[Skip to content]

Feet for Life Month 2013 - Embarrassing Feet

Feet for Life Month 2013 - Embarrassing Feet


Embargoed: Tuesday 4 June 2013


-  1 in 5 women are embarrassed about their feet
-  1 in 10 resort to covering up feet because they don’t like how they look
-  Half of women admit to putting up with uncomfortable shoes for fashion
-  As a result, 90% of UK females have foot problems

New research  from The College of Podiatry has revealed that 90 per cent of women have suffered with a foot problem with one in five (20%) confessing to being embarrassed about their feet. As a result, more than one in ten (12%) women have resorted to covering up their feet in front of people or on a sunny day because they don’t like how their feet look.

The top foot problems suffered by women are blisters (55%), cracked heels (45%), veruccas (28%), corns (24%) and ingrown toenails (20%). More than twice the number of women to men report suffering from corns, cracked heels and bunions. Despite these problems, 19 per cent of women haven’t sought help because they didn’t think their foot complaint was important.

Women are also more likely than men to put up with discomfort and pain in the name of fashion. Nearly half (43%) of women admit they have continued to wear uncomfortable shoes even though they hurt their feet – twice as many as the men in the survey. A third (36%) of women have worn shoes they knew didn’t fit them because they looked nice; with just 12 per cent of men reporting to have done the same.

When it comes to footwear, UK women have an average of 17 pairs of shoes compared to just 8 pairs for the average male. If wearing high heels, women report it takes an average of 1 hour, 6 minutes and 48 seconds for their feet to start hurting. One in five (20%) say they start to feel pain within just 10 minutes. A third of women (37 per cent) say they have walked home with no shoes on after a night out because their feet hurt and 28 per cent have danced bare foot while on a night out because of foot pain.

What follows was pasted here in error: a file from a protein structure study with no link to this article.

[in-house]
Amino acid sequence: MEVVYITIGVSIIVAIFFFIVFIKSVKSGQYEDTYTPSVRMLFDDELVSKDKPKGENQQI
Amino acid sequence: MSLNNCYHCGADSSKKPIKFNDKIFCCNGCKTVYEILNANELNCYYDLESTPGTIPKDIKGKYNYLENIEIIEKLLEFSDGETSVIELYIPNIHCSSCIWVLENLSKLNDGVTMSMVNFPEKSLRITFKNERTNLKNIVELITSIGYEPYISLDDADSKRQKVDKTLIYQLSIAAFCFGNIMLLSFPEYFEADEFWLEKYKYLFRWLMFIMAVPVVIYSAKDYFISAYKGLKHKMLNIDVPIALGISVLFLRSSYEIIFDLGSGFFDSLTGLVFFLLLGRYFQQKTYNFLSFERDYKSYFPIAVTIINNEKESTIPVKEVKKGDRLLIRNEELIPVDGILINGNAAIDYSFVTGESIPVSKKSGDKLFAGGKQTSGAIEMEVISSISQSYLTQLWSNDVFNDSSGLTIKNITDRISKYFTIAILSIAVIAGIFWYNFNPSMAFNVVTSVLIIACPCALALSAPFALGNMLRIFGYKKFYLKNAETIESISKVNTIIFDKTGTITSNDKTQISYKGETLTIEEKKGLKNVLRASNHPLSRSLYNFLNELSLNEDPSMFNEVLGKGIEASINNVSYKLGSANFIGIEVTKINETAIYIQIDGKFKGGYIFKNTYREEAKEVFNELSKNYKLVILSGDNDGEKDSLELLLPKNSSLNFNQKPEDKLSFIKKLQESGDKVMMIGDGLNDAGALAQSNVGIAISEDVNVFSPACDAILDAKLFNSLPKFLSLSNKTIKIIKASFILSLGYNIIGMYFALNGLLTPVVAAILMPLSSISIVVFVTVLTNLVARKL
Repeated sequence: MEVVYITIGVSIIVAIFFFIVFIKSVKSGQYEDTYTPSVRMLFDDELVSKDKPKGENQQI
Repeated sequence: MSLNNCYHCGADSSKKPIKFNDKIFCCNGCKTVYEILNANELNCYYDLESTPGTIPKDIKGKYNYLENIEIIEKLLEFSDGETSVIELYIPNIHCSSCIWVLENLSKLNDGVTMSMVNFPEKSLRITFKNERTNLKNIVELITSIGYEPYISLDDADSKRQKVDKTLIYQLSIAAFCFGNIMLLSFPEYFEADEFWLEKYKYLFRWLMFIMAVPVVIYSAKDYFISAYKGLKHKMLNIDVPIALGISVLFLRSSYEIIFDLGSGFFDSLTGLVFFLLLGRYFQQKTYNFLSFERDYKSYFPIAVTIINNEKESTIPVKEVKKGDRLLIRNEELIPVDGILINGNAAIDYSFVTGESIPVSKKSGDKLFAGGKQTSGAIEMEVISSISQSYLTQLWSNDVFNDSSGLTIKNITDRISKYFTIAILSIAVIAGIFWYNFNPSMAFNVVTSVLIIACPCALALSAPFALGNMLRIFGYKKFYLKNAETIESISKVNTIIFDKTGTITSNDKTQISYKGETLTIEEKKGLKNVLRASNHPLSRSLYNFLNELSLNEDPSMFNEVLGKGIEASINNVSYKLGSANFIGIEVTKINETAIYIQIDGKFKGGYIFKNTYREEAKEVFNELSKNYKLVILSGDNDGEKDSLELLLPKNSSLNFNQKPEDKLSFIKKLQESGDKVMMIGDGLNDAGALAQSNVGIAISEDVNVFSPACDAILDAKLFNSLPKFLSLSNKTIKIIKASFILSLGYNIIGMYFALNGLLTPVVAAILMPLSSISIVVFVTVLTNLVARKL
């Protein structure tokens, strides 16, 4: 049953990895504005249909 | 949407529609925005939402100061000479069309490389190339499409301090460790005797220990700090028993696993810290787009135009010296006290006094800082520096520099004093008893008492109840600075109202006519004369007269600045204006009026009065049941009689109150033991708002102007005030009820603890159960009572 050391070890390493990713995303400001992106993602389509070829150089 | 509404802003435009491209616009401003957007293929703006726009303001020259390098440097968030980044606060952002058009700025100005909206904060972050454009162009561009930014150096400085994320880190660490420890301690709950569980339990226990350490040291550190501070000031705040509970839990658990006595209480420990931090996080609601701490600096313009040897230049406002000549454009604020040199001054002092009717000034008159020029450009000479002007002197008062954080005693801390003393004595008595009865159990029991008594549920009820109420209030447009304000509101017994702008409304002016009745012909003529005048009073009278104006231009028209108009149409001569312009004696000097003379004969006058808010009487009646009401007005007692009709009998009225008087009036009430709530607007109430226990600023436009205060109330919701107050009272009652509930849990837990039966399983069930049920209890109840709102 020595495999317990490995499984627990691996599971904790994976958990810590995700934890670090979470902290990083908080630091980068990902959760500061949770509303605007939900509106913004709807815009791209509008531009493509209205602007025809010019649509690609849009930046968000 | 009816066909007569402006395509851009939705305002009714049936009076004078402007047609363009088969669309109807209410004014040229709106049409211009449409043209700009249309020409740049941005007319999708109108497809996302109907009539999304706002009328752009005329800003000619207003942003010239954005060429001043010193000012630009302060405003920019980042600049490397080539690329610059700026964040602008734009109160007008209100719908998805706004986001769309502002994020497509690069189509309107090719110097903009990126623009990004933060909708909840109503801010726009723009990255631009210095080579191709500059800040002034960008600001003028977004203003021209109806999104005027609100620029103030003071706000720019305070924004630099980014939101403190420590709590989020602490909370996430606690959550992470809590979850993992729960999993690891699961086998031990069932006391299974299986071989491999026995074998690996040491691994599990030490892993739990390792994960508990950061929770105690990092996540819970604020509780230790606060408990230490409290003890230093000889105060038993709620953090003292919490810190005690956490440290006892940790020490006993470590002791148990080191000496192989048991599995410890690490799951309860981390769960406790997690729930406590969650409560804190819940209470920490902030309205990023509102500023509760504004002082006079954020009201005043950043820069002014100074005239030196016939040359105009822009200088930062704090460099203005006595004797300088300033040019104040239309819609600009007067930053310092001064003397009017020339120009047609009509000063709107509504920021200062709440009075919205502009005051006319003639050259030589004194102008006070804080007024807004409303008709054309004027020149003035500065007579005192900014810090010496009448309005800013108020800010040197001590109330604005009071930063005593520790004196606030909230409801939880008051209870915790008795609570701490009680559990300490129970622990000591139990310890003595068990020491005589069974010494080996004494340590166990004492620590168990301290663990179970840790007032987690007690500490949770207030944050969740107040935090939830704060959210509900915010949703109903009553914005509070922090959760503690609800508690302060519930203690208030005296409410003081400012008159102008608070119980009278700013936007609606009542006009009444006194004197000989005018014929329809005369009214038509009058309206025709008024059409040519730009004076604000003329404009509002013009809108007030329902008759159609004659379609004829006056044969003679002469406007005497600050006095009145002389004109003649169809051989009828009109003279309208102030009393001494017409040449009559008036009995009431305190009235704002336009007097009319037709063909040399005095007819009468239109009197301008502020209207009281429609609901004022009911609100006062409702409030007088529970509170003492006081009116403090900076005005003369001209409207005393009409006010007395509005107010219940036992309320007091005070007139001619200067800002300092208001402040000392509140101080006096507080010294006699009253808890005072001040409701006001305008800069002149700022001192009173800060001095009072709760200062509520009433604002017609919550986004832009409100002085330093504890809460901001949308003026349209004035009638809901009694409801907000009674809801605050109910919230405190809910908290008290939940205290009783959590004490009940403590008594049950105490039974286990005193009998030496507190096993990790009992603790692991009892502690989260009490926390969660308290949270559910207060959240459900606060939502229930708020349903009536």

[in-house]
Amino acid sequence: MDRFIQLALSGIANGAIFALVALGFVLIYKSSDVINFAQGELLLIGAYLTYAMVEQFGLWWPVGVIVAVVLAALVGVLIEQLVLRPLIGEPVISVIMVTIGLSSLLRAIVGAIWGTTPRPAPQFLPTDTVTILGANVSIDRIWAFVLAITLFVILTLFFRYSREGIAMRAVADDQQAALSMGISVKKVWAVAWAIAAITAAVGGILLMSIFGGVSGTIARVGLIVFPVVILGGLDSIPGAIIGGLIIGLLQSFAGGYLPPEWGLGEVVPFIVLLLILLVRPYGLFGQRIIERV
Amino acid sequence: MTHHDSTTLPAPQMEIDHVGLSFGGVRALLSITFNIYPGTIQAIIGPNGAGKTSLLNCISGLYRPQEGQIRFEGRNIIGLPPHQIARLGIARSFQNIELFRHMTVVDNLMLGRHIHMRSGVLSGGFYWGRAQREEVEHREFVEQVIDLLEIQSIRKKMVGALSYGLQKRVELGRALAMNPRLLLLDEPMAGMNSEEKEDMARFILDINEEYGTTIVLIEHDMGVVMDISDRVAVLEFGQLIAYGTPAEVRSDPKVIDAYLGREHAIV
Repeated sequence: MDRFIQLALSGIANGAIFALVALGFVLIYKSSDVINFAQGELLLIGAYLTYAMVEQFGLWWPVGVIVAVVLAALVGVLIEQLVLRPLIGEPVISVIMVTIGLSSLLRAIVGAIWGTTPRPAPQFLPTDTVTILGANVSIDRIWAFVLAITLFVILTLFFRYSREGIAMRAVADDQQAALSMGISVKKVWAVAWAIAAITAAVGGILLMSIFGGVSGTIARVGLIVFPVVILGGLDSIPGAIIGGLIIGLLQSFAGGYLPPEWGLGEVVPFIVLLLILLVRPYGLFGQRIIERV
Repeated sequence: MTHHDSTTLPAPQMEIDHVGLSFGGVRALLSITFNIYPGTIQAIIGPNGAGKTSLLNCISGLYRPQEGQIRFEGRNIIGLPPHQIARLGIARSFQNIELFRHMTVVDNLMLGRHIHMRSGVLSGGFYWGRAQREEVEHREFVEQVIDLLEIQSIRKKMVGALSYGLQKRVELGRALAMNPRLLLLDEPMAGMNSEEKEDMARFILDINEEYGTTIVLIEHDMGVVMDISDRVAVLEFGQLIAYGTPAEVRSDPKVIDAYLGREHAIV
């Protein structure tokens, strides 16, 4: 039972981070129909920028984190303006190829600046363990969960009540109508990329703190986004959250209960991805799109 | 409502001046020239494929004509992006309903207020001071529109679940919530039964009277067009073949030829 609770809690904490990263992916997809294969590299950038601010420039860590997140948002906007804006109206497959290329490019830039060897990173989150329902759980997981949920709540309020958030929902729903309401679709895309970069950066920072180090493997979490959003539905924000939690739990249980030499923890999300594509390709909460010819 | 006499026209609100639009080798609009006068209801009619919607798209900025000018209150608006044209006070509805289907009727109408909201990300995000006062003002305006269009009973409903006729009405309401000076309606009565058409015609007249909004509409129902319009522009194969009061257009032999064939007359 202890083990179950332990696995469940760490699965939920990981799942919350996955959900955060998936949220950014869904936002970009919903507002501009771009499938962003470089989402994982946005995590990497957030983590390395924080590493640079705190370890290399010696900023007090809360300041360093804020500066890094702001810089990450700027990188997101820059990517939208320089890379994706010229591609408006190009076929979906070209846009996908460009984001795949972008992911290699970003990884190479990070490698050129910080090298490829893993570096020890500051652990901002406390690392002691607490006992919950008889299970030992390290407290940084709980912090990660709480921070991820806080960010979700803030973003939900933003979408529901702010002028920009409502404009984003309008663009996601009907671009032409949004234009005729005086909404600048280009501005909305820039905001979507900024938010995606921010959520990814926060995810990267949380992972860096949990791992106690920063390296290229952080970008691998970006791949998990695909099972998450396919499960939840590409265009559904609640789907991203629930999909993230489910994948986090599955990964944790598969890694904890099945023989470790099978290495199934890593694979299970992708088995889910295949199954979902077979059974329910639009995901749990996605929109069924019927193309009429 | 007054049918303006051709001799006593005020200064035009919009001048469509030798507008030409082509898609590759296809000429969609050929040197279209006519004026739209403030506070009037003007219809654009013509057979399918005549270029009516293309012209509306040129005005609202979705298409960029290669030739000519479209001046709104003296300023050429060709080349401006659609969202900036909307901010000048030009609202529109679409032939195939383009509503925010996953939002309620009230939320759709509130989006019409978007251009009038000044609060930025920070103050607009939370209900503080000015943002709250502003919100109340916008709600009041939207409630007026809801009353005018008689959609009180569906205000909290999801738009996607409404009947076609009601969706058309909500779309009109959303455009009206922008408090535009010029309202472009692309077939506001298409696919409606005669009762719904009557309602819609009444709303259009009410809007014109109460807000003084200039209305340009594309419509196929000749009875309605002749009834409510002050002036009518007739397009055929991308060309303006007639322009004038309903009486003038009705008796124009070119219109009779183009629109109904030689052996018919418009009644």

The younger the woman, the higher the heel worn, with 20 per cent of women aged 18-24 owning a pair of six inch high heeled shoes compared to 10 per cent of those aged 25-42 and just 3 per cent of 35-44 year olds.
In a separate survey amongst podiatrists , they report that the biggest cause of foot problems in the UK is footwear, with a lack of public awareness of common foot complaints also contributing to the problem.

Lorraine Jones, podiatrist from The College of Podiatry said: “It’s shocking how little regard we show for our feet. Feet are one of the hardest working parts of the body and in a lifetime you will walk in excess of 150,000 miles. As a result of general wear and tear, most of us will suffer with some sort of foot complaint at some point in our lives but we are seeing a lot of cases which could have been prevented – particularly amongst women.

Conditions like blisters and cracked heels may sound like minor ailments, but they can cause a lot of discomfort and embarrassment. Many people don’t seek treatment early enough which means they suffer unnecessarily and their problems get worse. We all like to look good but it’s important to take a common sense approach to footwear. High heels and flip flops are fine to wear occasionally but not all the time. For day to day wear you should opt for a well-fitting round toed shoe with a heel height of around 3cm

Top ten foot problems suffered by women

1.    Blisters (55%)
2.    Cracked heels (45%)
3.    Veruccas (28%)
4.    Corns (24%)
5.    Ingrown toe nails (20%) and  Athletes foot (20%)
6.    Bunions (13%)
7.    Joint problems (11%)
8.    Excessive foot odour (9%)
9.    Arthritis (8.8%)
10.  Muscular problems (8%)

June is national Feet for Life month which aims to raise awareness of the importance of good foot health.
 For more information see www.scpod.org.

For further information or comment from The College of Podiatry please contact;

Edie Barton-Harvey/Sebrina Deer


T: 0118 475956
edie.barton-harvey@ceres-pr.co.uk; sebrina.deer@ceres-pr.co.uk
The College of Podiatry is the leading research and educational charity for foot health in the UK, and is linked to The Society of Chiropodists and Podiatrists, the professional body for registered chiropodists and podiatrists.  In short, they’re the UK’s experts for everything and anything to do with feet.  Podiatry is the diagnosis and treatment of diseases and other disorders of the feet.

  * A online survey amongst 2,000 UK adults aged 18 plus (1,000 women and 1,000 men) by One Poll between 10 and 13 May 2013.  A survey amongst 60 UK registered podiatrists carried out through Survey Monkey between January-May 2013